CNBC switched from discussing which US company China’s investment authority (or its big banks) might buy next to discussing the possibility that China might not buy any US financial assets at all.

And cool heads – Michael Pettis of Peking University's Guanghua School of Management, for example – appealed for calm.

The general consensus in the US is that China cannot cut off the US without “shooting itself in the foot."

"China would be shooting itself in the foot,'' said Greg Gibbs, a currency strategist at ABN Amro Holding NV in Sydney. ``

I disagree. At least in part.

China is already shooting itself in the foot – financially speaking. It loses money every time it buys another dollar bonds. The dollar will depreciate against the RMB some day, leaving China – which finances its purchase of dollars by selling RMB-denominated debt – with large losses.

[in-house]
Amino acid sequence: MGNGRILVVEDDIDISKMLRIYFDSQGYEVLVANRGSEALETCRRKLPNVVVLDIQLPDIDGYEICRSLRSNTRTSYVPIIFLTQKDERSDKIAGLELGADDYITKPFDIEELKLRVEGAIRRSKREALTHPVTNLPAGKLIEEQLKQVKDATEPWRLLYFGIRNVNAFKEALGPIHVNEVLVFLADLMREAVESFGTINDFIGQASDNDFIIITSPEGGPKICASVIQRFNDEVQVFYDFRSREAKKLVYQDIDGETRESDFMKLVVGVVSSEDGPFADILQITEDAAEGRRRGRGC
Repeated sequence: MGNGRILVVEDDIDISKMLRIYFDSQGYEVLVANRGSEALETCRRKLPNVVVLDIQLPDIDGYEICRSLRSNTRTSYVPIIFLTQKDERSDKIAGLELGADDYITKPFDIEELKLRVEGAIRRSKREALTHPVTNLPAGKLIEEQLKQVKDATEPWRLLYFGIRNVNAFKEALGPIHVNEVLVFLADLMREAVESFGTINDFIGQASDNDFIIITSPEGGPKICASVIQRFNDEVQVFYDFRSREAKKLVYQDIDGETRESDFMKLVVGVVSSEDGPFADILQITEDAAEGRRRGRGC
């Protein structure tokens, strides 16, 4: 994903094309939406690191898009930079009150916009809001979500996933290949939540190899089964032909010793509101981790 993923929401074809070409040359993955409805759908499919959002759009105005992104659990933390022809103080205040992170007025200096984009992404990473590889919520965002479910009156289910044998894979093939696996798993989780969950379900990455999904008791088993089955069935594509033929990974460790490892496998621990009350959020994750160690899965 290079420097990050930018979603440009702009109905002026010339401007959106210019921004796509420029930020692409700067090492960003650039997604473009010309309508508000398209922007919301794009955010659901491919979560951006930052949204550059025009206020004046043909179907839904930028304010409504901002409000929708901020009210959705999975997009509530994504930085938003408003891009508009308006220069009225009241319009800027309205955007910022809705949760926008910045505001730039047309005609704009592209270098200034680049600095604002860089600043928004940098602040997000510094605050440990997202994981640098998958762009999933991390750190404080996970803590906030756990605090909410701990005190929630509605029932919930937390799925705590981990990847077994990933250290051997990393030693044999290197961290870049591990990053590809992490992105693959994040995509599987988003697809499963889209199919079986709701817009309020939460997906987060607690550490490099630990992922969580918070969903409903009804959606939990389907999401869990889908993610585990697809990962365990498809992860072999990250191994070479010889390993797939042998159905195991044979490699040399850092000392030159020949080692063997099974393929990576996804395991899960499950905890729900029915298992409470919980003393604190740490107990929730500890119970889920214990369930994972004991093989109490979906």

And, generally speaking, adding to a losing position adds to your ultimate losses.

China would be better off financially if it let the RMB appreciate substantially, stopped financing the US and took large losses now rather than continuing to finance the US, adding to its stock of dollars and adding to the scale of its future losses. A bank that is lending to a failing company reduces its ultimate loss by cutting the company off and taking its lumps now, not by covering ever bigger losses with new loans to avoid “turmoil.” China is in a similar position. The US isn’t a failing company, but China is lending to the US on terms that imply very large financial losses for China.

China’s real problem is that it cannot stop financing the US without shooting its own exporters’ in the foot.